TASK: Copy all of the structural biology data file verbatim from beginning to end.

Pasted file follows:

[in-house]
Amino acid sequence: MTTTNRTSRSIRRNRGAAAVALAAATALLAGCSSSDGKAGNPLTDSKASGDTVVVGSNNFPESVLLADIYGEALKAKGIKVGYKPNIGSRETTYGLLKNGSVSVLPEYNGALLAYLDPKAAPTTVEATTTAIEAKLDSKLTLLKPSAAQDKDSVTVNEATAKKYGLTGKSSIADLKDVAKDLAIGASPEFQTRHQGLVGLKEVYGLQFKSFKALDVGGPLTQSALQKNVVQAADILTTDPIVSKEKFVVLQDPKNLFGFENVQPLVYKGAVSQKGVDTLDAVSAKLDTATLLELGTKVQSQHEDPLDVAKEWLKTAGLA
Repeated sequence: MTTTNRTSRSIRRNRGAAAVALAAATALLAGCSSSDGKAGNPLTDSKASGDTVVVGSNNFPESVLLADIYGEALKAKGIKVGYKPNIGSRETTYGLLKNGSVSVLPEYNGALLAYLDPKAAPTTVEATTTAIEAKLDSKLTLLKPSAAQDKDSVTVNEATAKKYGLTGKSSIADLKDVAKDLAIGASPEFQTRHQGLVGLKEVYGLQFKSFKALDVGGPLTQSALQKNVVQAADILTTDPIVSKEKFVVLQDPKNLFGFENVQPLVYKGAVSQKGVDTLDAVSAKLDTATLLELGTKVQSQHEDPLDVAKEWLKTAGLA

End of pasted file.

[in-house]
Amino acid sequence: MTTTNRTSRSIRRNRGAAAVALAAATALLAGCSSSDGKAGNPLTDSKASGDTVVVGSNNFPESVLLADIYGEALKAKGIKVGYKPNIGSRETTYGLLKNGSVSVLPEYNGALLAYLDPKAAPTTVEATTTAIEAKLDSKLTLLKPSAAQDKDSVTVNEATAKKYGLTGKSSIADLKDVAKDLAIGASPEFQTRHQGLVGLKEVYGLQFKSFKALDVGGPLTQSALQKNVVQAADILTTDPIVSKEKFVVLQDPKNLFGFENVQPLVYKGAVSQKGVDTLDAVSAKLDTATLLELGTKVQSQHEDPLDVAKEWLKTAGLA
Repeated sequence: MTTTNRTSRSIRRNRGAAAVALAAATALLAGCSSSDGKAGNPLTDSKASGDTVVVGSNNFPESVLLADIYGEALKAKGIKVGYKPNIGSRETTYGLLKNGSVSVLPEYNGALLAYLDPKAAPTTVEATTTAIEAKLDSKLTLLKPSAAQDKDSVTVNEATAKKYGLTGKSSIADLKDVAKDLAIGASPEFQTRHQGLVGLKEVYGLQFKSFKALDVGGPLTQSALQKNVVQAADILTTDPIVSKEKFVVLQDPKNLFGFENVQPLVYKGAVSQKGVDTLDAVSAKLDTATLLELGTKVQSQHEDPLDVAKEWLKTAGLA